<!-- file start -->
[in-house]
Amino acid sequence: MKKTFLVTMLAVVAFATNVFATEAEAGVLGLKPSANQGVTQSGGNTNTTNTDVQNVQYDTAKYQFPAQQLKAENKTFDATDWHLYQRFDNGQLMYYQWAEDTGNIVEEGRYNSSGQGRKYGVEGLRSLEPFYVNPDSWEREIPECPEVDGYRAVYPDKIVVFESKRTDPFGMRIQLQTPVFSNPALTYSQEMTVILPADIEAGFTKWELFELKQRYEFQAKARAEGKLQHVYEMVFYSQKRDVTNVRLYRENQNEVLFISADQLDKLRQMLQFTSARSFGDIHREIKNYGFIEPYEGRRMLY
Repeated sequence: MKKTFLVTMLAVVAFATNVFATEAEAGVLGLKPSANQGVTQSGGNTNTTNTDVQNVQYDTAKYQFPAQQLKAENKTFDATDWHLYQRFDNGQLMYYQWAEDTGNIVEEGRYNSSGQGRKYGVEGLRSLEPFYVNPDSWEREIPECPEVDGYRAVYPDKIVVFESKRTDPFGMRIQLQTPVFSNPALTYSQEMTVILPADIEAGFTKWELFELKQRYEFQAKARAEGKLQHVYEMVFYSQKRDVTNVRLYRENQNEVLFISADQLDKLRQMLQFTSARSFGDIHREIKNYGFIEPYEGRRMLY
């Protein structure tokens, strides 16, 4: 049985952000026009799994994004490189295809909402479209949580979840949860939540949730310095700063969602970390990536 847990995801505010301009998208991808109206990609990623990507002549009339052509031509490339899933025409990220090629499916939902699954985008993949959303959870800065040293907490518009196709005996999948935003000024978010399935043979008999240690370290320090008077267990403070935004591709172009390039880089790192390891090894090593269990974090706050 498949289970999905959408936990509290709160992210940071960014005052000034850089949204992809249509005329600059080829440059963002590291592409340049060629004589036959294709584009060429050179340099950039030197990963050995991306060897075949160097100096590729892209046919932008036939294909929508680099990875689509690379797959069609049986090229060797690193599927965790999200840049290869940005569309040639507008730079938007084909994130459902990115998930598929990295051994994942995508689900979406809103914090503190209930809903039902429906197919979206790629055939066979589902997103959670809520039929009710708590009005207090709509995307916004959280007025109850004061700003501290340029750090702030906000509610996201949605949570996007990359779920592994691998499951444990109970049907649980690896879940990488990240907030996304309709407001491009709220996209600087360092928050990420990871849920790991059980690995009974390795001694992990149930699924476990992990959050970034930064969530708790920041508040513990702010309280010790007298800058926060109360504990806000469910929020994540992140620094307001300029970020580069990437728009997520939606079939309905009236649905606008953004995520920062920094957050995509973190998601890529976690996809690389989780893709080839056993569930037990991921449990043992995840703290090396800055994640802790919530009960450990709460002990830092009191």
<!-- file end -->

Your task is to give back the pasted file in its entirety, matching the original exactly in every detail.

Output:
[in-house]
Amino acid sequence: MKKTFLVTMLAVVAFATNVFATEAEAGVLGLKPSANQGVTQSGGNTNTTNTDVQNVQYDTAKYQFPAQQLKAENKTFDATDWHLYQRFDNGQLMYYQWAEDTGNIVEEGRYNSSGQGRKYGVEGLRSLEPFYVNPDSWEREIPECPEVDGYRAVYPDKIVVFESKRTDPFGMRIQLQTPVFSNPALTYSQEMTVILPADIEAGFTKWELFELKQRYEFQAKARAEGKLQHVYEMVFYSQKRDVTNVRLYRENQNEVLFISADQLDKLRQMLQFTSARSFGDIHREIKNYGFIEPYEGRRMLY
Repeated sequence: MKKTFLVTMLAVVAFATNVFATEAEAGVLGLKPSANQGVTQSGGNTNTTNTDVQNVQYDTAKYQFPAQQLKAENKTFDATDWHLYQRFDNGQLMYYQWAEDTGNIVEEGRYNSSGQGRKYGVEGLRSLEPFYVNPDSWEREIPECPEVDGYRAVYPDKIVVFESKRTDPFGMRIQLQTPVFSNPALTYSQEMTVILPADIEAGFTKWELFELKQRYEFQAKARAEGKLQHVYEMVFYSQKRDVTNVRLYRENQNEVLFISADQLDKLRQMLQFTSARSFGDIHREIKNYGFIEPYEGRRMLY
């Protein structure tokens, strides 16, 4: 049985952000026009799994994004490189295809909402479209949580979840949860939540949730310095700063969602970390990536 847990995801505010301009998208991808109206990609990623990507002549009339052509031509490339899933025409990220090629499916939902699954985008993949959303959870800065040293907490518009196709005996999948935003000024978010399935043979008999240690370290320090008077267990403070935004591709172009390039880089790192390891090894090593269990974090706050 498949289970999905959408936990509290709160992210940071960014005052000034850089949204992809249509005329600059080829440059963002590291592409340049060629004589036959294709584009060429050179340099950039030197990963050995991306060897075949160097100096590729892209046919932008036939294909929508680099990875689509690379797959069609049986090229060797690193599927965790999200840049290869940005569309040639507008730079938007084909994130459902990115998930598929990295051994994942995508689900979406809103914090503190209930809903039902429906197919979206790629055939066979589902997103959670809520039929009710708590009005207090709509995307916004959280007025109850004061700003501290340029750090702030906000509610996201949605949570996007990359779920592994691998499951444990109970049907649980690896879940990488990240907030996304309709407001491009709220996209600087360092928050990420990871849920790991059980690995009974390795001694992990149930699924476990992990959050970034930064969530708790920041508040513990702010309280010790007298800058926060109360504990806000469910929020994540992140620094307001300029970020580069990437728009997520939606079939309905009236649905606008953004995520920062920094957050995509973190998601890529976690996809690389989780893709080839056993569930037990991921449990043992995840703290090396800055994640802790919530009960450990709460002990830092009191």